• Family Preservation in Thailand

  • Feature-image-spons

  • Feature-image-ethiopia

Date of Birth 8/10/2003 | Vietnam

Luke* is a gentle and compassionate young man who likes to help his caregivers with their tasks. He loves playing sports, especially soccer and swimming. He also wants to learn how to play basketball.


Luke came into Holt’s care in 2015 when his father passed away. Luke didn’t attend school until he came into Holt’s care, so he is catching up, but he is very intelligent and has gotten 10/10 on his math, Vietnamese and reading. He is a healthy boy who enjoys smoothies and fruits like rambulan, longan and durian.

Luke understands what it would mean for him to be adopted, and he has watched several friends as they were adopted into loving families. He has dreams to work on cars, but his biggest desire is to have a family and to be loved.lap-son-tri-phuc-sept-1-20161-copy

Luke needs a family that understands older child adoption and is able to help him transition into their family, has excellent educational resources and is able to support him in his goals.

Could you or someone you know be Luke’s permanent family? To learn more about Luke, please contact Kristen Henry at kristenh@holtinternational.org.

*name changed


Several years ago, Holt adoptee Dan Schuman traveled to his birth country of Thailand and met his foster mother. Here, his wife recounts his unforgettable experience.

“Where are you from?” is a question many international adoptees get from time to time. When my husband Dan answers, he usually gives the name of our hometown, Fort Dodge, Iowa. But he knows that is not the answer they are looking for.

As long as I have known my husband, people have made assumptions about his race and ethnicity. We have gone to Chinese restaurants where the owners expect him to speak Chinese. Much to their dismay he smiles and shakes his head before ordering chicken fried rice in English. He once got a speeding ticket where the police officer marked down his race as “Hispanic.” It is all very innocent, and even fun to laugh about at times, but under all of this racial identity confusion lies a truth that many international adoptees know well — they are different. Different from their families, different from the community they live in and different from the people of their birth country, too. Dan will always be in that middle space. Not white, but not quite Asian either.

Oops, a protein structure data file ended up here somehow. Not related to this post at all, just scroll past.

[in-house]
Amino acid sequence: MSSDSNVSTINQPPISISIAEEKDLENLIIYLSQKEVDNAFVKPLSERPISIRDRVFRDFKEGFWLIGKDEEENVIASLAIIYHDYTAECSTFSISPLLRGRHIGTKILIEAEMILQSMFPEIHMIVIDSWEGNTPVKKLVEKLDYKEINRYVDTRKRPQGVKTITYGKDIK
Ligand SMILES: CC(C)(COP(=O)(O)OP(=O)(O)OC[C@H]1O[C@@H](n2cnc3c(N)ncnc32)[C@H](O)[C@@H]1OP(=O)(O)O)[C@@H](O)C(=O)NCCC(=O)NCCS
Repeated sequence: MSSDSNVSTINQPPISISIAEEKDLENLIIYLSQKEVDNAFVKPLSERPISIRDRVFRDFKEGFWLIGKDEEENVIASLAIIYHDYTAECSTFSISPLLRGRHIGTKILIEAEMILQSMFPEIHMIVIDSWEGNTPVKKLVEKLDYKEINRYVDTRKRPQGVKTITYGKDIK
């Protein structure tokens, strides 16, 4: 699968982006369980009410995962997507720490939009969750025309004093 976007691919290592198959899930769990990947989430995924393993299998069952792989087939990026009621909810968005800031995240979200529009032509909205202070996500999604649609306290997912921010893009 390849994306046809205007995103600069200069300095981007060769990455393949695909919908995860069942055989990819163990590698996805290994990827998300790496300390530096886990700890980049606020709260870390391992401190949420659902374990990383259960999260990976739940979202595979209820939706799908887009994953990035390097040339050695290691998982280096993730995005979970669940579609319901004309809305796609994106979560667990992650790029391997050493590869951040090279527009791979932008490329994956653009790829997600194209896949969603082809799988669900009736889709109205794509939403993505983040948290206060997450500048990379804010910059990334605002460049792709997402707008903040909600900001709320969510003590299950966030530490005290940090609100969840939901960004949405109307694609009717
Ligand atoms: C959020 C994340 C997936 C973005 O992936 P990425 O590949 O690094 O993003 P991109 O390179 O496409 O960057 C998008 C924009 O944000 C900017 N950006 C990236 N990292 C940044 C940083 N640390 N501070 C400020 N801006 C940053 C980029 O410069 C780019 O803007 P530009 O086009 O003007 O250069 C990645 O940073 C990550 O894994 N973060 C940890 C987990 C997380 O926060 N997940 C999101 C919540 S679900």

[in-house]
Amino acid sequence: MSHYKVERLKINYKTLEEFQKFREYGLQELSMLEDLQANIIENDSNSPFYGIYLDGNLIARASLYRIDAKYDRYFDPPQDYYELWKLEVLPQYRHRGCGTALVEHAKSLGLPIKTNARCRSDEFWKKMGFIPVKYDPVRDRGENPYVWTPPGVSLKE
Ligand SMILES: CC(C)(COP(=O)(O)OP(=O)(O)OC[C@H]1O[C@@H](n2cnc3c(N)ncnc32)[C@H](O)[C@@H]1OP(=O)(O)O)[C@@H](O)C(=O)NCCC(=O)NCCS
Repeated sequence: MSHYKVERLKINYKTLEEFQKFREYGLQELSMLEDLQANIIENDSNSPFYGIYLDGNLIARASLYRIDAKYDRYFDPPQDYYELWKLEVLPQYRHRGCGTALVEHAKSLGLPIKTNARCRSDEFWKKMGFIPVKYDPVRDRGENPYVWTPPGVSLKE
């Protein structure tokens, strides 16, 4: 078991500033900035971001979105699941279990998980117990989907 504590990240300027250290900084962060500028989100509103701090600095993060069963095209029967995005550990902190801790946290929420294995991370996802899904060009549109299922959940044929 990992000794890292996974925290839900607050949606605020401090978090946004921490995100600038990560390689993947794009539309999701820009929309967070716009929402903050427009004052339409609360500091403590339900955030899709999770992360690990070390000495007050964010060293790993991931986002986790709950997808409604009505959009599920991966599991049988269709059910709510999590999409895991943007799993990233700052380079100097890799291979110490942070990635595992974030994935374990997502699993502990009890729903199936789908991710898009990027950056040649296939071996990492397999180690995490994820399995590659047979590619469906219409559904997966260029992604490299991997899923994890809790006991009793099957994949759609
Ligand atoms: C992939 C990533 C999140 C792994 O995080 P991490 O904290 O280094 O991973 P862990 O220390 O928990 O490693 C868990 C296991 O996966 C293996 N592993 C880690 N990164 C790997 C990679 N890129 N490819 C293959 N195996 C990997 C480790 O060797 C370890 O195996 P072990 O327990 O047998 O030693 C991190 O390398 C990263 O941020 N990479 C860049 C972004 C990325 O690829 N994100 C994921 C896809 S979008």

Read More

sistersbigOne of the greatest misconceptions about adoption is that everyone who adopts has thousands of dollars lying around just waiting for somewhere to spend it. Not True! In fact, most families don’t start the adoption process with the full amount they will need to bring a child home. But because of their desire to grow their family through adoption, they use the many resources out there and find creative ways to fund their adoption.

Don’t let finances be the reason you don’t adopt. Read More


Date of Birth: 06/05/09 | China

Thanks to generous donors, Lilianna has a $3,000 Special Blessings grant!

Lilianna* came into care when she was about 3 weeks old. She is a very imaginative 7-year-old who loves listening to stories, painting and making crafts. She loves to run around the playground and is known to be quite talkative. As you can see in her pictures, she is also quite the fashionista who likes wearing pretty clothes, especially with pink polka dots.lilianna2

Despite her positive outlook on life — and strong attachment to her caregivers — Lilianna has expressed a desire for a loving family of her own. Lilianna has recovered well from surgery for congenital hydrocephalus, but she will need a family that can provide her with any continuing medical care that she needs. Her family will also need to have enough space in their house to throw the occasional fashion show.

Could you, or someone you know, be the family for Lilianna? Contact Jessica Zeeb at jessicaz@holtinternational.org for more information about Lilianna and the eligibility requirements for adopting her.

*name changed

How one woman in Vietnam used a small donor-funded investment to grow her business, build her confidence and create a safe and stable home for her grandson.


Lai holds her grandson, Binh, in front of her food cart.

Lai wraps her tiny frame and arms around her shy, chubby grandson, Binh. She bounces him playfully, jutting her hip out to help support his weight. Her eyes are soft-hearted and sparkling, her face radiant with joy. She has the energy of someone half her age.

Behind Lai, an open garage door leads to the main room of her street-side apartment — a small and sparsely decorated space that empties onto a bustling sidewalk in Danang, Vietnam. Her sidewalk is set up like a small café — with little tables and chairs strategically filling the space. On the curb, Lai’s wheeled kitchen cart is filled with fruit and blenders, juice and straws — ready for customers. Read More